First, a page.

Another reason it is unfortunate is that it gives the Series' points leader, Clint Bowyer, the race lead. Another claim jumper, Carl Edwards soon catches him, and hits him hard with around thirty laps to go to pass him. Meanwhile, Keselowski has made it back to the top five, but the real threat remains to be Joey Logano, who has passed Bowyer and is running in second.

Caution with less than twenty laps to go. Logano asks his crew chief, Dave Rogers, "You know that 'give and take' thing? Is it more about taking now?"

"Yes," Rogers replies, "Take, take, take!"

But, in spite of hitting his marks perfectly, and in spite of the alleged "extra horsepower" of the Toyota engines, Logano can't catch Edwards, but does stay ahead of Bowyer, who is running third.

Joey Logano finishes the race in second place, and ends up being the only Nationwide Series driver to end up in the top five. Keselowski finishes in eighth, unable to hold his position against claim jumpers David Ragan and David Reutimann, who finish fourth and fifth respectively. It is enough to keep Keselowski in second place in the championship points, but now he is 188 points out of first, and only two points ahead of David Ragan in third.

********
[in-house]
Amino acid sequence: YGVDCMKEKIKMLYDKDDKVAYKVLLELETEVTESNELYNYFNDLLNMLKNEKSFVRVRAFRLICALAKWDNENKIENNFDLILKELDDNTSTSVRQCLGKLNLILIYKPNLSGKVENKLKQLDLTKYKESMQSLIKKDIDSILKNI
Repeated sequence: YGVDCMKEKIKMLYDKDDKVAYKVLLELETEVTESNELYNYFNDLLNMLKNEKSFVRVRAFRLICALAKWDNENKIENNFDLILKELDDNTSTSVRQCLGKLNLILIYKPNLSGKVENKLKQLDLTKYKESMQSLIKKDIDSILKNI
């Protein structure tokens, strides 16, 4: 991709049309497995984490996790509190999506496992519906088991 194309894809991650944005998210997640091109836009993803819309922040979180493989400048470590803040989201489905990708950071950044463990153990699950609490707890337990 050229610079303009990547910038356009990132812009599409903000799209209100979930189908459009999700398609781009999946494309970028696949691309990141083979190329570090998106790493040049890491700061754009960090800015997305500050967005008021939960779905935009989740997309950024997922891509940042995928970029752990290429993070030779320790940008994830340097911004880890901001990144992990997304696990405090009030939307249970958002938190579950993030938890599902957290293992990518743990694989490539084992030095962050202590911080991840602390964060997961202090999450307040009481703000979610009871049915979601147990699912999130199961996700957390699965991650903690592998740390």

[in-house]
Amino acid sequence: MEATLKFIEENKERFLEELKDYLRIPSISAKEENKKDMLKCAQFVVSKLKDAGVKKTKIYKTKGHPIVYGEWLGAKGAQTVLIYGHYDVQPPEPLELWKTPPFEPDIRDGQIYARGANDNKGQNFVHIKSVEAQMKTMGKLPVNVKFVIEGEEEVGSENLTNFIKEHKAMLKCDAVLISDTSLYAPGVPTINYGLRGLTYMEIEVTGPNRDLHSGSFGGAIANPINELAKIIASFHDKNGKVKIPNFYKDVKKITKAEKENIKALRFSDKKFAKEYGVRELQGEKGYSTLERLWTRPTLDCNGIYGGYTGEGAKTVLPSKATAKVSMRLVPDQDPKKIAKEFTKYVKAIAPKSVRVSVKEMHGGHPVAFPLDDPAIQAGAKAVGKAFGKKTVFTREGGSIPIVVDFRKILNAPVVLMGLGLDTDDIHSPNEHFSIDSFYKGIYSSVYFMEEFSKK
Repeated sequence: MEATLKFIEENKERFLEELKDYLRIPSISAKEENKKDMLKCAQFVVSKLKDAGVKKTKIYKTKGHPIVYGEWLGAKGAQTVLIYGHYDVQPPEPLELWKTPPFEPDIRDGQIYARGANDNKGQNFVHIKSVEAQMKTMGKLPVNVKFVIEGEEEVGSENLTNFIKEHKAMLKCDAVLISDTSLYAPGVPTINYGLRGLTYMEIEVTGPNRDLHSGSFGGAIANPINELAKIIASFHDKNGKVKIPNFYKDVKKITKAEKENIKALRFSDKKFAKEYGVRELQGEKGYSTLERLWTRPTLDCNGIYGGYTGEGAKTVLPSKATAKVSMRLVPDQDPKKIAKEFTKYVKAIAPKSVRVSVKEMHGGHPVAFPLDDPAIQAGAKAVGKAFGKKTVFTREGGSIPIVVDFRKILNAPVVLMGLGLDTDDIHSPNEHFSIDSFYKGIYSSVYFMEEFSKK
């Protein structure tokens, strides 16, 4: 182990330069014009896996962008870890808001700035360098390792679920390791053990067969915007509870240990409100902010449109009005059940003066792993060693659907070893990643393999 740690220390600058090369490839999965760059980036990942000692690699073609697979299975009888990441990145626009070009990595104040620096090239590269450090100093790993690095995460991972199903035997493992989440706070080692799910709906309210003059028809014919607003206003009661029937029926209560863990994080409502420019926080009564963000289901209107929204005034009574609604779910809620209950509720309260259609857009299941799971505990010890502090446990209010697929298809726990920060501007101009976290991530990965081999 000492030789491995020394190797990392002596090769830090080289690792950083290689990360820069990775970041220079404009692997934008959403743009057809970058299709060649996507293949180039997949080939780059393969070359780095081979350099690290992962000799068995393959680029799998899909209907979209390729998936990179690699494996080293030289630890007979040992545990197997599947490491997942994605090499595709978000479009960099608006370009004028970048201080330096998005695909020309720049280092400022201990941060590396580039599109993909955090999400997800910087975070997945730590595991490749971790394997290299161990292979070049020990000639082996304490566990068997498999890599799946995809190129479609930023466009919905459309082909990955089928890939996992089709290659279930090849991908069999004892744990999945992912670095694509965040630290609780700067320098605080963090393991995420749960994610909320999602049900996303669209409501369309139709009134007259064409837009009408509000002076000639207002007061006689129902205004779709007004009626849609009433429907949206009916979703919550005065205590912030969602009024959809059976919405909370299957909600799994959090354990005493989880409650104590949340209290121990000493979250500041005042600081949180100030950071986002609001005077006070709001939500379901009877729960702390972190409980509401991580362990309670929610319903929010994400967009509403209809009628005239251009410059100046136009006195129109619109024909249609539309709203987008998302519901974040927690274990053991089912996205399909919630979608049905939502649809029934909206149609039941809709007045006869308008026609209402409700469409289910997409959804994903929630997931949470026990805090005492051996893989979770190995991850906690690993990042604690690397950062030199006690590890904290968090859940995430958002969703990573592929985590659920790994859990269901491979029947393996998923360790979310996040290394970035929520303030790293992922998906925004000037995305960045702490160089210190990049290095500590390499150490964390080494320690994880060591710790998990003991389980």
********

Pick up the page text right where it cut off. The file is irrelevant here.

Carl Edwards impresses us by using his victory celebration to pay tribute to Milwaukee native Alan Kulwicki, who originated the "Polish Victory Lap." Edwards takes the checkered flag and circles the track clockwise, to salute the fans, and Kulwicki. He also refuses to perform his customary back flip, because he doesn't feel it would be appropriate after the news of the death of Scott Kalitta. We have to respect him for that, it was a very honorable thing for him to show that consideration.

While we once thought Logano might be too boring to be a candidate for favorite driver when Stewart retires after next year, that thought has been changed. Logano has little respect for the veteran drivers, does not apologize, and does not even mention his slide that damaged Keselowski's car and possibly prevented Keselowski's second win of the season. A driver who does nothing more than thank his crew and mention his sponsors would be boring even if he won thirty-six races in one year, but Logano does not come across as boring at all. He, like Keselowski and many of the other Nationwide Series regulars, is in racing to do one thing, and that is to win.

With the announcement last week that Casey Mears will not be returning to race the HMS #5 car in Cup next year, we expect Hendrick to be putting Keselowski or Cassell in that car next year--most likely Keselowski. This will once again take a great driver from the Nationwide Series, which has been sorely in need of great drivers. Since Brad Keselowski has yet to race in the Cup series, we don't know for sure if this is a good move. He has shown that he can beat Cup drivers in the Nationwide Series, however, and that, somehow, justifies the claim jumpers.